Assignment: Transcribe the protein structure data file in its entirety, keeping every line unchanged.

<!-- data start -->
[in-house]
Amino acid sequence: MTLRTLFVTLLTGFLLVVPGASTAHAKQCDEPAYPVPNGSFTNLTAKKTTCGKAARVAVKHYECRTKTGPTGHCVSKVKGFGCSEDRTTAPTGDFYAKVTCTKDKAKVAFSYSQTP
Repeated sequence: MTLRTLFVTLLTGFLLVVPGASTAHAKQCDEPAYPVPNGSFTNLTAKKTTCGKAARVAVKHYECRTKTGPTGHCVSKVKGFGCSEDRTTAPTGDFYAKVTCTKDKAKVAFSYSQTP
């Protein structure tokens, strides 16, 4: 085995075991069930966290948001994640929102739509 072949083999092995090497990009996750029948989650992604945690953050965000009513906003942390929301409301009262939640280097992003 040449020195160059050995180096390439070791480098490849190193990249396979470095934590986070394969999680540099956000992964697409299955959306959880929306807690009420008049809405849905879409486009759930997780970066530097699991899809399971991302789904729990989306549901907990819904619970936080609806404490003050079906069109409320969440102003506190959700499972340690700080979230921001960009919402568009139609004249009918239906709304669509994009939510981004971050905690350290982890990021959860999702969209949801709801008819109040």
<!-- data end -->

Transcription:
[in-house]
Amino acid sequence: MTLRTLFVTLLTGFLLVVPGASTAHAKQCDEPAYPVPNGSFTNLTAKKTTCGKAARVAVKHYECRTKTGPTGHCVSKVKGFGCSEDRTTAPTGDFYAKVTCTKDKAKVAFSYSQTP
Repeated sequence: MTLRTLFVTLLTGFLLVVPGASTAHAKQCDEPAYPVPNGSFTNLTAKKTTCGKAARVAVKHYECRTKTGPTGHCVSKVKGFGCSEDRTTAPTGDFYAKVTCTKDKAKVAFSYSQTP
């Protein structure tokens, strides 16, 4: 085995075991069930966290948001994640929102739509 072949083999092995090497990009996750029948989650992604945690953050965000009513906003942390929301409301009262939640280097992003 040449020195160059050995180096390439070791480098490849190193990249396979470095934590986070394969999680540099956000992964697409299955959306959880929306807690009420008049809405849905879409486009759930997780970066530097699991899809399971991302789904729990989306549901907990819904619970936080609806404490003050079906069109409320969440102003506190959700499972340690700080979230921001960009919402568009139609004249009918239906709304669509994009939510981004971050905690350290982890990021959860999702969209949801709801008819109040």